In 2005, NMCLP and partners negotiated a settlement that requires UNM Hospital (the primary hospital providing healthcare to low-income uninsured New Mexicans) to expand language services, including multilingual signs and increased access to interpreters.
New Mexicans who have lost a job through no fault of their own are entitled to unemployment benefits regardless of the language they speak. In 2020, a civil rights complaint filed by NMCLP on behalf of New Mexicans who primarily speak languages other than English and faced barriers to getting unemployment was settled by the U.S. Department of Labor Office of Civil Rights. The settlement required the New Mexico Department of Workforce Solutions to develop a language access plan and translate documents like the application for unemployment benefits into Spanish and Vietnamese.
Food and medical assistance are supposed to be available to everyone who qualifies for the program, regardless of the language they speak. In January of 2022, NMCLP filed litigation on behalf of New Mexicans who speak languages other than English and Spanish who face barriers to food and medical assistance because interpretation and translation are not provided. The federal court ordered the New Mexico Human Services Department to fix long standing failures in the state phone system to offer interpretation options for multiple languages and provide information on Medicaid notices about language assistance services in non-English languages.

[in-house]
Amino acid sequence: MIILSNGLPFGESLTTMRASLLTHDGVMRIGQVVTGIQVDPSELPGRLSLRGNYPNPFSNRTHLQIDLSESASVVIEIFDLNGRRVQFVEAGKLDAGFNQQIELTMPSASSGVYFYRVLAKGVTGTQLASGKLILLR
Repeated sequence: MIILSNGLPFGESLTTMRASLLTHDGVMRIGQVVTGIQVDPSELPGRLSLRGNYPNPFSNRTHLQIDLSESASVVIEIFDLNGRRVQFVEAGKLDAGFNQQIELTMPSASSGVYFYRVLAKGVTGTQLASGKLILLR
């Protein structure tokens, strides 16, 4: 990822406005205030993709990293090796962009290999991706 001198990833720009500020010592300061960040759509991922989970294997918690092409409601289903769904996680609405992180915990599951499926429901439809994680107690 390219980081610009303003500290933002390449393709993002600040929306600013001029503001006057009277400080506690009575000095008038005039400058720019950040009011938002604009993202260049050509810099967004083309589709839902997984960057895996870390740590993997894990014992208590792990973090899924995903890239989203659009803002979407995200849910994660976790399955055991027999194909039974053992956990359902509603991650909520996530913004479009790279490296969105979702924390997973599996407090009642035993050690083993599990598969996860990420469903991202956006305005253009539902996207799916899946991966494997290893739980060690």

In 2022, after years of work by families, community leaders, and NMCLP, the governor signed a bill mandating state agencies to create and implement plans for language translation and interpretation services.